Editor's Note: In addition to the annual conversation about what is good, bad, and exciting-even-when-it's bad at the Minnesota Fringe Festival, there has been additional under-the-radar conversation about a lawsuit filed against the Fringe Festival by an artist who was barred from participating this year. In the essay below, first posted on Facebook and reprinted with permission, local artist Bill Stiteler discusses the nature of censorship and argues that this is an issue all artists want to consider, and re-consider. As always, we welcome all perspectives.

We're living in an age where a lot of really awful people are coopting the ideas of censorship and intolerance when people simply disagree with them. It's especially noxious around the non-issues of Gamergate and Men's Rights, where the cries of "OMG I'M BEING CENSORED!!!" have really caused the concepts to be devalued.

Now, because of this, there has been a reaction leading to the idea that nothing is censorship--except for a government agency literally throwing you in jail for a political speech. Yes, I've seen the XKCD "showing you the door" comic, and I don't like it because it goes too far the other way. There is a key difference between dealing with the consequences of the ideas you express and not being allowed to express those ideas.

Sean Neely's case in this year's Minnesota Fringe Festival is the latter. Here's why what happened to Neely was censorship, and why you should be upset about it. I apologize for the length, but I have a lot of stuff to get out.

It would be one thing if the festival had restrictions on what could be produced. If I entered a festival that was only for the production of original works with, say, Hamlet, or I entered a festival that only prodiced works by women or minorities, they'd be justified in rejecting me because they've clearly stated the parameters. I once had a theater turn me down because the show I pitched didn't meet their artistic standards.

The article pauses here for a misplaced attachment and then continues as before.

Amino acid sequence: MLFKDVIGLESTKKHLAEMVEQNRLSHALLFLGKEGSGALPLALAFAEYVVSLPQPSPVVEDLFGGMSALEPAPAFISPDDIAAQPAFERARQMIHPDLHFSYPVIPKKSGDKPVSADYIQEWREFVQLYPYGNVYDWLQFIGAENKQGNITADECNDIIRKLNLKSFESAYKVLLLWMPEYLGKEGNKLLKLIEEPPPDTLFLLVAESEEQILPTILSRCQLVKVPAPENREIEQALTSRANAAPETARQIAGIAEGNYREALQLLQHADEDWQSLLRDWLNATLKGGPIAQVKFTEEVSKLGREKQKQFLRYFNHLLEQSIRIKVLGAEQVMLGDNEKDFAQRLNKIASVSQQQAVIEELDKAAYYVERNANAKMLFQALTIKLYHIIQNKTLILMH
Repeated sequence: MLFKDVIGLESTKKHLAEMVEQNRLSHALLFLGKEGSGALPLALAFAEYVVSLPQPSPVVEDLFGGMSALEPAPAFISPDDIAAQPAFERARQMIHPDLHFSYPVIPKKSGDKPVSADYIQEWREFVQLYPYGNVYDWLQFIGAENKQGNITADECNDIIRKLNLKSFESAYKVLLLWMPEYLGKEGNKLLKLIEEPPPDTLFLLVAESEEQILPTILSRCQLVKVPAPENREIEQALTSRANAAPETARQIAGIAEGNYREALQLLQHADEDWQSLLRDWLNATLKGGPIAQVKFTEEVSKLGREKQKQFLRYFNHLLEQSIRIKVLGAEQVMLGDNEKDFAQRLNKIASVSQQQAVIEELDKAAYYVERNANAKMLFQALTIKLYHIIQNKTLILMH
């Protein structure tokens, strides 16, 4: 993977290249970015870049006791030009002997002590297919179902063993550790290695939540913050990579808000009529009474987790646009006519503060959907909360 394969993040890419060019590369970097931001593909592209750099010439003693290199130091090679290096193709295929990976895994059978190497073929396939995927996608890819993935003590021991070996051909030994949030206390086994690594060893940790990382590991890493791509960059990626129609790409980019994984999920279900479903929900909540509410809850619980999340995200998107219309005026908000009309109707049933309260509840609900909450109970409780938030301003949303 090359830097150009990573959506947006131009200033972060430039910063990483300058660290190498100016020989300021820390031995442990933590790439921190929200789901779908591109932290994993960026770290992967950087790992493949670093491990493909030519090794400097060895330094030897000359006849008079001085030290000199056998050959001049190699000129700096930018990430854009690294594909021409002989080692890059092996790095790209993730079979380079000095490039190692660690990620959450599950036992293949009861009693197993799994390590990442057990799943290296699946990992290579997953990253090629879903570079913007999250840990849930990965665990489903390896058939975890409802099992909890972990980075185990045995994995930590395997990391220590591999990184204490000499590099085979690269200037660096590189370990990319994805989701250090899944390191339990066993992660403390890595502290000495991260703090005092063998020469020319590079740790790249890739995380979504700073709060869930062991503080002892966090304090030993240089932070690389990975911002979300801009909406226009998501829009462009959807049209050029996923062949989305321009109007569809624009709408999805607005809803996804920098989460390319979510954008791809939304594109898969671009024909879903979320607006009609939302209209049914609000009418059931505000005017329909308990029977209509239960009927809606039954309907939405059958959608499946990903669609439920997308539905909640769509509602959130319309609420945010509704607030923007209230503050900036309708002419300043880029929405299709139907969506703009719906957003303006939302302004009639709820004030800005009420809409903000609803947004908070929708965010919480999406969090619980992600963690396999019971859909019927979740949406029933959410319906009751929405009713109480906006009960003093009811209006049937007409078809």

The central tenet of a Fringe Festival is that it's unjuried. The Fringe was started by artists who couldn't get into a play festival, so performed their works in knockabout spaces during the other festival and eventually grew bigger than that festival. It is a festival, and later a string of festivals, dedicated to free expression.

This year, that was violated.

This year Sean Neely won a slot in the lottery. This slot was revoked, as far as I have been able to discern, based on the controversial nature of his show last year, and the description of what he was going to do this year.

This is censorship. He is being prevented from expressing his ideas to an audience of adults, in violation of the rules of the organization.

There are, of course, reasons why a show can be removed. If it's slanderous, if you don't have the legal right to perform it (the Coens crushed my dreams of doing Two Gentlemen of Lebowski*), and the safety of the audience.